You get to a certain age.... you start to reflect on the people you've known in life that mattered.
Those relatives and friends that made a difference in your life as you grew up. Many of them were aunts, uncles, cousins, those who at one time or another were secondary to parents, grandparents and best friends. Sure we always take our siblings for granted... (unfortunately), but I am referring to the significant few in life that influenced our values, beliefs and emotional / spiritual way of thinking and feeling.
There comes that time as we mature when we reflect on the "roots" of our existence. For some of us that realization comes after that special person or people pass on. If we are lucky, really lucky we appreciate where we came from and those that contributed to who and what we have become in this life and see the opportunity to reach out and acknowledge them for the part they played in your life. It may not be all hugs and kisses, maybe a phone call or a couples hours over coffee that we offer a personalized "thanks for being part of my life". Maybe that ultimate phrase of , "I love you", says it all!
For some of us this time of acknowledgement occurs after their passing, but we know in our hearts and souls that the spirit and energy that made up who that person was, well for me at least, exists in the universe forever. We can say a silent prayer or speak to our fathers, mothers, grandparents, friends that have passed before us, but how cool it is to be able to share the thankfulness and gratitude in person... thus one of the missions of this leg of our journey. To offer a personalized thanks and honor to those that we love.
As shared in the last post, we saw Jeannie spreading her father's ashes among the hilltops of the raw and rugged badlands of North Dakota. She and family also wanted his ashes spread back at his childhood homeland, in the cemetery where his "McKenzie" family were also laid to rest. This lil cemetery, "Silent Hill" is located a few miles north of Aneta, ND. Aneta is west of Grand Forks and several dozen miles south of the US/Canada border. We rolled into the village of Aneta mid day. Jeannie knew she had a cousins still living in the area, but without a directory we knew this was going to be a challenge. First stop the US Post Office. Know Aneta is a village of @ 201 people, and we thought the postmaster just might know where we could find Jim and Evie, Jeannie's cousins. it didn't take more than a hi / howdy to learn of where the here family lived, but also direction to the cemetery. We were famished, having not had breakfast as we drove north from I-94 through the small rails towns of Luverne and McKenzie (coincidentally Jeannie's mom's name as well as Jeannie's maiden name). We rolled up to the only café in town, it closed at 2:00pm, it was 2:02 and the shop was locked up tight. We parked near the weathered tennis court in the small park and snarfed down a tasty breakfast burrito Jeannie made from scratch.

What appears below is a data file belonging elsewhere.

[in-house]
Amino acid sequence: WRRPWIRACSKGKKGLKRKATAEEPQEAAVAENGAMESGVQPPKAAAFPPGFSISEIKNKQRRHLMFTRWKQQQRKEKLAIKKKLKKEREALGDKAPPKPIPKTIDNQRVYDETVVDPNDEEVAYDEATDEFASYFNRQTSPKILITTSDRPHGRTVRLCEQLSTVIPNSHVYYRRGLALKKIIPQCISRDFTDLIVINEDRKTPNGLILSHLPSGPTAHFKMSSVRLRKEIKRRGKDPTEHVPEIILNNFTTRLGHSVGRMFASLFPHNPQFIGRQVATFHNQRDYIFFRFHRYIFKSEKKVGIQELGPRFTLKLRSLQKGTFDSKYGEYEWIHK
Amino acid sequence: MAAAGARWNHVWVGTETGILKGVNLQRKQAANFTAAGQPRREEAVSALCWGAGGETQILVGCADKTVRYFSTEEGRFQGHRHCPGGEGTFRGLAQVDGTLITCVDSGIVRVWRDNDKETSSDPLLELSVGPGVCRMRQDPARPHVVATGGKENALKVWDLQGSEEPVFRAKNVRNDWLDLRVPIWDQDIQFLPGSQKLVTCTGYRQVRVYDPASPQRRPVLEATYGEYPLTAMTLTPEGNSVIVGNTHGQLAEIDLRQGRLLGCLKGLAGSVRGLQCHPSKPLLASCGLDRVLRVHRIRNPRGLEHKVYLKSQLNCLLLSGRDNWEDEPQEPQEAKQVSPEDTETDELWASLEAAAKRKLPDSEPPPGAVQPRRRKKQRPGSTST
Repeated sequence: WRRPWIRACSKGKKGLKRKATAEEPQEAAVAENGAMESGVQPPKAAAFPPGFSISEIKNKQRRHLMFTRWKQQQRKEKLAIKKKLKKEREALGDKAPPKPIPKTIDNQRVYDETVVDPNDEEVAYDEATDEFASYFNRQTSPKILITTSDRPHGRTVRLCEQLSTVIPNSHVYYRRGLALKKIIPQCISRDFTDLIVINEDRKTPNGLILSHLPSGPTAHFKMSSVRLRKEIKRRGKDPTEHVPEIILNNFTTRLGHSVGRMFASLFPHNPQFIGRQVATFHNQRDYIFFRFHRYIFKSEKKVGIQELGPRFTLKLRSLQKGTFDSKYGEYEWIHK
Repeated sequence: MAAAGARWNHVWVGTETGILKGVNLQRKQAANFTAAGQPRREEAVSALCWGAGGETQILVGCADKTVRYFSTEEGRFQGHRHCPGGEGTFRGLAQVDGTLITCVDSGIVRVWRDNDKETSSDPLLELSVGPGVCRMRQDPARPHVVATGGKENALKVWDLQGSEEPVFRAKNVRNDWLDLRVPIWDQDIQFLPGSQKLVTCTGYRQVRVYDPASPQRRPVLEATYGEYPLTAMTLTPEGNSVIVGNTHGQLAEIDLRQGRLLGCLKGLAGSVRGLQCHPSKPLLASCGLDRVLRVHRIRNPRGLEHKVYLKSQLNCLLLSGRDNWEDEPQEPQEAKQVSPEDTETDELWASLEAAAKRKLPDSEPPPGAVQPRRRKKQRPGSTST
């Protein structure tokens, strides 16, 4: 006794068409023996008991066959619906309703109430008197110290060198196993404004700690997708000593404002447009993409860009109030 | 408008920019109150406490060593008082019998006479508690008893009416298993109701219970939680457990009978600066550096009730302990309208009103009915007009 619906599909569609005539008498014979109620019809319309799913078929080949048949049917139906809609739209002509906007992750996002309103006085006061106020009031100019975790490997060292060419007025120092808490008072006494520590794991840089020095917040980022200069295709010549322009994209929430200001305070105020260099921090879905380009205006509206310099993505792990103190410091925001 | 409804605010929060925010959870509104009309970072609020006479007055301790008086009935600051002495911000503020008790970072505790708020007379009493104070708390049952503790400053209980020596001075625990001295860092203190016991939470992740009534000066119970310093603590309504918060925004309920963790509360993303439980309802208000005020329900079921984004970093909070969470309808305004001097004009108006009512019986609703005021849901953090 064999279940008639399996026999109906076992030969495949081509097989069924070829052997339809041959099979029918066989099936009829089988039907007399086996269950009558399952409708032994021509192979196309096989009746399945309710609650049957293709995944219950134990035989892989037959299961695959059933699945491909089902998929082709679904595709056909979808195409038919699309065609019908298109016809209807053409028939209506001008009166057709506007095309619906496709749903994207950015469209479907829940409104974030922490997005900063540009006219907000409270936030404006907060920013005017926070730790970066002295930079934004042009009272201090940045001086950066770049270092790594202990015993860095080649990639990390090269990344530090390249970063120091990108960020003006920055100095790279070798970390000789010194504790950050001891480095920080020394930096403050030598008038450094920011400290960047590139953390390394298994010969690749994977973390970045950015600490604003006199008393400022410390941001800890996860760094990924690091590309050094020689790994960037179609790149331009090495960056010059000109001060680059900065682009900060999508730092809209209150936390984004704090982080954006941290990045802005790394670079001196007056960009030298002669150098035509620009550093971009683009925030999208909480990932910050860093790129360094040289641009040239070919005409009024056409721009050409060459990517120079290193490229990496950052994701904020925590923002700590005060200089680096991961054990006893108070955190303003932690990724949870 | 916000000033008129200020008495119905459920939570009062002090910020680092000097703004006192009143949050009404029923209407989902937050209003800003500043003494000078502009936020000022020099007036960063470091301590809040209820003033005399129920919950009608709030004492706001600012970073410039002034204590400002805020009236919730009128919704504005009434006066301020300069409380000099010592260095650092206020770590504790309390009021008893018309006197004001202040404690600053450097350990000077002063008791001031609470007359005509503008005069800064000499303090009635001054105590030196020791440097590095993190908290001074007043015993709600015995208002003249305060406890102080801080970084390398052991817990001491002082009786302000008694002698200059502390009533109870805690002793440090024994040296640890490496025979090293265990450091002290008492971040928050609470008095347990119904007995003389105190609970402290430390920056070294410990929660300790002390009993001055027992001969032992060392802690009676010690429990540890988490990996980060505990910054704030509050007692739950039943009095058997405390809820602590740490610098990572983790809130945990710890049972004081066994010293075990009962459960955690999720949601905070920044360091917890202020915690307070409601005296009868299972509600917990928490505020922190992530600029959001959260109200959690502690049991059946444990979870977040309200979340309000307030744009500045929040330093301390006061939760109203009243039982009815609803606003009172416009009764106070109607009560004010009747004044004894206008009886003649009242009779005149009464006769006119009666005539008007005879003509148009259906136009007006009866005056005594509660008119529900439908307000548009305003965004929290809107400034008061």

It was a cloudy, blustery day with gusty winds and what we thought was wind chill in the teens. No matter, we drove to Silent Hill and located the "McKenzie" clan. Bundled up and with dad's ashes in hands, Jeannie spread the remaining ashes she had among the family.
Jeannie and family have been working hard to compile chronological and hierarchal lists of family. The visit and recording of the "whos" and "whens" was going to be a great boost to building a solid genealogical chart. We drove back to Aetna in hopes of connecting with her cousins. Following the direction the postmaster gave us we drove directly to Jim and Evie's home, just as we pulled in, so did they and with Jeannie holding a yellow writing tablet in hand, Jim thought we were there to sell some product. It didn't take dynamic, outgoing Jeannie but a hug and to expound a few memories for them to know she was the real deal, the woman they last saw as a little girl 50+ years ago.
We were graciously invited into their home where just as you'd expect we spent a fast paced two hours sharing photos and stories about family from over the years. We saw photos and documents from the 1800s, many of which Jeannie snapped up in photos. After our visit in their home Jim led us out to the farm where Bob, Jeannie father spend many years w/ grandparents.
We traded emails and addresses so as to stay in touch.